After attending several colleges in Milwaukee during my undergraduate studies, I felt it was time to leave the comfort of my dad's home and finish my bachelor's degree at his alma mater, Grambling State University in Louisiana. My dad was a man of few words, but I was particularly confused when I asked him for some fatherly advice and he responded, "Don't become a member of the LBJ club." Prior to this, I really hadn't shown a penchant for being a member of any clubs, but you know when a parent tells you not to join one, you instantly become intrigued and make plans for getting a cool tattoo or other insignia just to be a little rebellious. But before going in search of the needle, I simply asked, "What's the LBJ club?" My dad replied, "The Leave by January club."
Because I was leaving home for the first time to attend school in the south after having been born and raised in Wisconsin, my dad was encouraging me not to lose my mind upon gaining my freedom. I realized that, in his own way, he was telling me to stay focused on my studies so I wouldn't have to be asked to leave the University after my first semester there.
When I arrived at Grambling, I saw many people who seemed to be trying out for the LBJs. They tried out in their dorms where they opted to watch "Young and the Restless" instead of going to the Social Development class. They tried out at parties where they drank excessive amounts of alcohol instead of attending their Understanding Fermenting courses. They tried out in the Student union where they played cards instead of attending their Statistics course. Everywhere I looked, there seemed to be future LBJs.
I had a slight advantage over these students because by the time I arrived at Grambling, I was already in my junior year of college. I was only sixteen when I graduated from high school, and I didn't really think I was ready to leave home. I stayed in Wisconsin two years and by the time I left home, I was a pretty disciplined student. Also, Grambling was my 4th school, and I was a little afraid of asking for a transfer. I took 21 credits per semester and graduated with a 3.5 GPA. My desire to complete my degree in less than 5 years helped keep me focused and out of the LBJs.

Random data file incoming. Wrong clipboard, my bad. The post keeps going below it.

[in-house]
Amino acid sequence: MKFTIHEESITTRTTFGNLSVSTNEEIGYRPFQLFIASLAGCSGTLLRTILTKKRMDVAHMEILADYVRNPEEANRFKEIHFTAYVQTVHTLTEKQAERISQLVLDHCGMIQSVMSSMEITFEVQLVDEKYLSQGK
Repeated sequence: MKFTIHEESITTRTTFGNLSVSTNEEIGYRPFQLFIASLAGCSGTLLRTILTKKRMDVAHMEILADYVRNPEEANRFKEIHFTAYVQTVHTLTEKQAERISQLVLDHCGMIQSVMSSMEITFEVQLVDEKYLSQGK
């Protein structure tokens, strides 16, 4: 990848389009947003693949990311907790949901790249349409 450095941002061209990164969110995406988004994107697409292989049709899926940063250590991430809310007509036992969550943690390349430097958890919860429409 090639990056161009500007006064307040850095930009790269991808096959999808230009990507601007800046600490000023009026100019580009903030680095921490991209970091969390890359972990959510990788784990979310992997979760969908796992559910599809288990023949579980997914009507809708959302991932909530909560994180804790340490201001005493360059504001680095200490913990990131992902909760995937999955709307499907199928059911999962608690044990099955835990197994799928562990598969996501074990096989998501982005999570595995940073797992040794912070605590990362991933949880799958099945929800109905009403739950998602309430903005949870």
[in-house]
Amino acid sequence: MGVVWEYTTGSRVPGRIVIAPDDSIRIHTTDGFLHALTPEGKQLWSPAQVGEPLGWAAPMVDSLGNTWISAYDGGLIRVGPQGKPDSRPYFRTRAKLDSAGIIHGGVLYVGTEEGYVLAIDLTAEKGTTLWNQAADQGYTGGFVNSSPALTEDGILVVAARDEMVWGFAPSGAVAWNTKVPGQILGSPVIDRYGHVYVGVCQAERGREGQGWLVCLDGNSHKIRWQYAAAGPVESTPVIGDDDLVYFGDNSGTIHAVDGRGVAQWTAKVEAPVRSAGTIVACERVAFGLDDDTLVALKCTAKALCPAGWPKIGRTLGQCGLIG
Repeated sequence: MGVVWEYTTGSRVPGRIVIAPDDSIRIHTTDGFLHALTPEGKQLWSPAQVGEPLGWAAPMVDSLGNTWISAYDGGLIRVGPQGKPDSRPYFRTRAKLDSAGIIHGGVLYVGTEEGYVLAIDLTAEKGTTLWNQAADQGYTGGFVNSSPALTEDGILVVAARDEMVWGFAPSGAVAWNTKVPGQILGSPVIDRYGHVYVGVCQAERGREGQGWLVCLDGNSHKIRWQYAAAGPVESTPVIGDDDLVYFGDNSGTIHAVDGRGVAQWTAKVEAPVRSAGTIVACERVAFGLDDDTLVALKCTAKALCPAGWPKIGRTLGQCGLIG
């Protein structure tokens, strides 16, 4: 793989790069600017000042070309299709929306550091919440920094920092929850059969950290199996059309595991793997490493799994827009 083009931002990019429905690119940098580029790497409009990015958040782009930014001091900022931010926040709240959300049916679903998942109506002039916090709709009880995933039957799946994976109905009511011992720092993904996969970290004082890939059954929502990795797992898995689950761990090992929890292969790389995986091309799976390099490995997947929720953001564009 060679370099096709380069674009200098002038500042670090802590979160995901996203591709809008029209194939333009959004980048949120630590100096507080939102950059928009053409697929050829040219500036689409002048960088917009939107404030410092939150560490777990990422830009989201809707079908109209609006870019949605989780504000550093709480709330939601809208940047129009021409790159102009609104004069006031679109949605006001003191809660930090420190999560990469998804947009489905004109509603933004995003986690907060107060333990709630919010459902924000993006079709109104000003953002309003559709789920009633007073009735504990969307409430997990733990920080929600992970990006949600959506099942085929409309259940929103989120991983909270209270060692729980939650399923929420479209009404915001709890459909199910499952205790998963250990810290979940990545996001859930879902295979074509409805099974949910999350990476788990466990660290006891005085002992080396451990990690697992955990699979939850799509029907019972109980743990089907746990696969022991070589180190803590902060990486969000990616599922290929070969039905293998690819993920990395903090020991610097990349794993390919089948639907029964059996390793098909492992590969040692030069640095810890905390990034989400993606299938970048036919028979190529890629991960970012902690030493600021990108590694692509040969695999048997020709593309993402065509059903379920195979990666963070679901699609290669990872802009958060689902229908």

According to the article, it appears that online courses are creating LBJs of their own due to feelings of isolation and lack of self-discipline. The idea of assessing one's potential for success in an online program is very appealing and worthwhile. Just like I knew that I probably didn't have the discipline to move 800 miles away from home two weeks before my 17th birthday, online learners should be aware of their own limitations. I have to admit that I recently received an I in an online learning course due to feelings of isolation. The course was designed for technology leaders in schools or districts. Although I'm a leader when it comes to integrating technology in my teaching and helping other teachers do the same, I wasn't at the same level as the others who were making purchasing decisions and the like. The conversations didn't really interest me, and as a result I stopped participating. Although I had been successful in an online course before, this particular course was not a good match for me due to the course content.
Upon completion of this degree, I will probably try that course again becuase then I'll be attempting to do my own scaffolding. After learning about the value of different technologies and their impact upon teaching, I plan to move into more of a leadership position, and then I'll be ready to talk with others about purchasing decisions, etc.